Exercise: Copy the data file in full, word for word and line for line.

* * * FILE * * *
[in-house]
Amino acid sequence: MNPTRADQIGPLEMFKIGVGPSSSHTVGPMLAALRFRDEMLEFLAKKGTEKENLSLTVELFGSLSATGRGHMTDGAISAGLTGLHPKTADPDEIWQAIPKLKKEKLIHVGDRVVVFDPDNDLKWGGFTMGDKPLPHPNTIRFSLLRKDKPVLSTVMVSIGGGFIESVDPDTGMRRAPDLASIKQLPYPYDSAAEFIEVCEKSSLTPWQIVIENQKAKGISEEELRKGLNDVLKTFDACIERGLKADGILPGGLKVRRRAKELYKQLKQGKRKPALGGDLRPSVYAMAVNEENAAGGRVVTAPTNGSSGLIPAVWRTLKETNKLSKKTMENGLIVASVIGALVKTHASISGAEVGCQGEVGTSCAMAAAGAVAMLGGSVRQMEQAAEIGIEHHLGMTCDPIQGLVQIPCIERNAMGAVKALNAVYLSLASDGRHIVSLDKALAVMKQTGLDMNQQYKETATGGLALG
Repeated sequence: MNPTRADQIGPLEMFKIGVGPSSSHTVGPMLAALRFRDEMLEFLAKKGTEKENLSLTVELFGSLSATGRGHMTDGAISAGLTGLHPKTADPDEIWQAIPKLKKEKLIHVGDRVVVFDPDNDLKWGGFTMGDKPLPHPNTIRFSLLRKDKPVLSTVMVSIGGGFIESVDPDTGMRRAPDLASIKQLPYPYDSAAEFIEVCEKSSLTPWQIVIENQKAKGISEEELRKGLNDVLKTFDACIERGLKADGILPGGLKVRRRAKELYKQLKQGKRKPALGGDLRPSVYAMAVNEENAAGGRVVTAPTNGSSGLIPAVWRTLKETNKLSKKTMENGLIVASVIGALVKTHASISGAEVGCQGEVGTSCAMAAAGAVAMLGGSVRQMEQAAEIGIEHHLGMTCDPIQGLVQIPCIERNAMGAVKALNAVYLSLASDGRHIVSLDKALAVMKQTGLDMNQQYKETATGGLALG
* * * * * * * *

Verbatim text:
[in-house]
Amino acid sequence: MNPTRADQIGPLEMFKIGVGPSSSHTVGPMLAALRFRDEMLEFLAKKGTEKENLSLTVELFGSLSATGRGHMTDGAISAGLTGLHPKTADPDEIWQAIPKLKKEKLIHVGDRVVVFDPDNDLKWGGFTMGDKPLPHPNTIRFSLLRKDKPVLSTVMVSIGGGFIESVDPDTGMRRAPDLASIKQLPYPYDSAAEFIEVCEKSSLTPWQIVIENQKAKGISEEELRKGLNDVLKTFDACIERGLKADGILPGGLKVRRRAKELYKQLKQGKRKPALGGDLRPSVYAMAVNEENAAGGRVVTAPTNGSSGLIPAVWRTLKETNKLSKKTMENGLIVASVIGALVKTHASISGAEVGCQGEVGTSCAMAAAGAVAMLGGSVRQMEQAAEIGIEHHLGMTCDPIQGLVQIPCIERNAMGAVKALNAVYLSLASDGRHIVSLDKALAVMKQTGLDMNQQYKETATGGLALG
Repeated sequence: MNPTRADQIGPLEMFKIGVGPSSSHTVGPMLAALRFRDEMLEFLAKKGTEKENLSLTVELFGSLSATGRGHMTDGAISAGLTGLHPKTADPDEIWQAIPKLKKEKLIHVGDRVVVFDPDNDLKWGGFTMGDKPLPHPNTIRFSLLRKDKPVLSTVMVSIGGGFIESVDPDTGMRRAPDLASIKQLPYPYDSAAEFIEVCEKSSLTPWQIVIENQKAKGISEEELRKGLNDVLKTFDACIERGLKADGILPGGLKVRRRAKELYKQLKQGKRKPALGGDLRPSVYAMAVNEENAAGGRVVTAPTNGSSGLIPAVWRTLKETNKLSKKTMENGLIVASVIGALVKTHASISGAEVGCQGEVGTSCAMAAAGAVAMLGGSVRQMEQAAEIGIEHHLGMTCDPIQGLVQIPCIERNAMGAVKALNAVYLSLASDGRHIVSLDKALAVMKQTGLDMNQQYKETATGGLALG